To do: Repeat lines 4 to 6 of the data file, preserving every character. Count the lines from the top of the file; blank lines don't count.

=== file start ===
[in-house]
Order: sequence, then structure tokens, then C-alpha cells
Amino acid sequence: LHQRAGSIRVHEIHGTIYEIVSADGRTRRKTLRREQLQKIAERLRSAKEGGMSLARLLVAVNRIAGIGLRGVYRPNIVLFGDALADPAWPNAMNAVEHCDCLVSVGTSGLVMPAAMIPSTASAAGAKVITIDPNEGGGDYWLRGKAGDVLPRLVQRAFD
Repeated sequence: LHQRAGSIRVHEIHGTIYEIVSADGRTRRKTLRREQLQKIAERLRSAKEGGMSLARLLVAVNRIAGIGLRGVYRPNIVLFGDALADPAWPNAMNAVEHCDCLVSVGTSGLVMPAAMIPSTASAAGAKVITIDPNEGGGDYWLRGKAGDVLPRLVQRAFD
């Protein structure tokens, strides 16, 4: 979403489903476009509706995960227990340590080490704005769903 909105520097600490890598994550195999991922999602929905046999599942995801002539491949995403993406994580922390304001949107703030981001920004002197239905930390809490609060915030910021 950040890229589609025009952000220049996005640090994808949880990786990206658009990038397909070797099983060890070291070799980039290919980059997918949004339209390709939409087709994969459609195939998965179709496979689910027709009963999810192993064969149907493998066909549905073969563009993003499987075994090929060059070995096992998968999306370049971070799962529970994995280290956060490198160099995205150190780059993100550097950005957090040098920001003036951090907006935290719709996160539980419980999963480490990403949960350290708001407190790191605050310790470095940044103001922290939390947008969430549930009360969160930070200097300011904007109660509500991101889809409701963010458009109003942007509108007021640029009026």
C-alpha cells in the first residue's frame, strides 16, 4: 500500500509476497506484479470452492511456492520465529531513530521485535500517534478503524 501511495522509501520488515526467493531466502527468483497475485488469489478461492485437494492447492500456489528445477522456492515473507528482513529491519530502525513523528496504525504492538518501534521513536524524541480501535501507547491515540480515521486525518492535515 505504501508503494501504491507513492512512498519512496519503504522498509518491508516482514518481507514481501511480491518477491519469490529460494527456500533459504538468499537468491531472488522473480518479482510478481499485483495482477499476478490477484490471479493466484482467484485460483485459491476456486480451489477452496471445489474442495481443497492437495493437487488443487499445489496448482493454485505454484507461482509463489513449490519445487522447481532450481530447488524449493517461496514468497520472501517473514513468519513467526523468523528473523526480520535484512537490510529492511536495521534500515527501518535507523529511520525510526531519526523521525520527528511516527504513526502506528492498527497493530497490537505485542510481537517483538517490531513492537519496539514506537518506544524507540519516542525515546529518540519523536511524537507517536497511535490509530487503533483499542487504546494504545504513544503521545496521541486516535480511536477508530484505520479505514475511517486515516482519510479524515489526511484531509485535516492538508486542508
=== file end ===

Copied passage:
Repeated sequence: LHQRAGSIRVHEIHGTIYEIVSADGRTRRKTLRREQLQKIAERLRSAKEGGMSLARLLVAVNRIAGIGLRGVYRPNIVLFGDALADPAWPNAMNAVEHCDCLVSVGTSGLVMPAAMIPSTASAAGAKVITIDPNEGGGDYWLRGKAGDVLPRLVQRAFD
């Protein structure tokens, strides 16, 4: 979403489903476009509706995960227990340590080490704005769903 909105520097600490890598994550195999991922999602929905046999599942995801002539491949995403993406994580922390304001949107703030981001920004002197239905930390809490609060915030910021 950040890229589609025009952000220049996005640090994808949880990786990206658009990038397909070797099983060890070291070799980039290919980059997918949004339209390709939409087709994969459609195939998965179709496979689910027709009963999810192993064969149907493998066909549905073969563009993003499987075994090929060059070995096992998968999306370049971070799962529970994995280290956060490198160099995205150190780059993100550097950005957090040098920001003036951090907006935290719709996160539980419980999963480490990403949960350290708001407190790191605050310790470095940044103001922290939390947008969430549930009360969160930070200097300011904007109660509500991101889809409701963010458009109003942007509108007021640029009026």
C-alpha cells in the first residue's frame, strides 16, 4: 500500500509476497506484479470452492511456492520465529531513530521485535500517534478503524 501511495522509501520488515526467493531466502527468483497475485488469489478461492485437494492447492500456489528445477522456492515473507528482513529491519530502525513523528496504525504492538518501534521513536524524541480501535501507547491515540480515521486525518492535515 505504501508503494501504491507513492512512498519512496519503504522498509518491508516482514518481507514481501511480491518477491519469490529460494527456500533459504538468499537468491531472488522473480518479482510478481499485483495482477499476478490477484490471479493466484482467484485460483485459491476456486480451489477452496471445489474442495481443497492437495493437487488443487499445489496448482493454485505454484507461482509463489513449490519445487522447481532450481530447488524449493517461496514468497520472501517473514513468519513467526523468523528473523526480520535484512537490510529492511536495521534500515527501518535507523529511520525510526531519526523521525520527528511516527504513526502506528492498527497493530497490537505485542510481537517483538517490531513492537519496539514506537518506544524507540519516542525515546529518540519523536511524537507517536497511535490509530487503533483499542487504546494504545504513544503521545496521541486516535480511536477508530484505520479505514475511517486515516482519510479524515489526511484531509485535516492538508486542508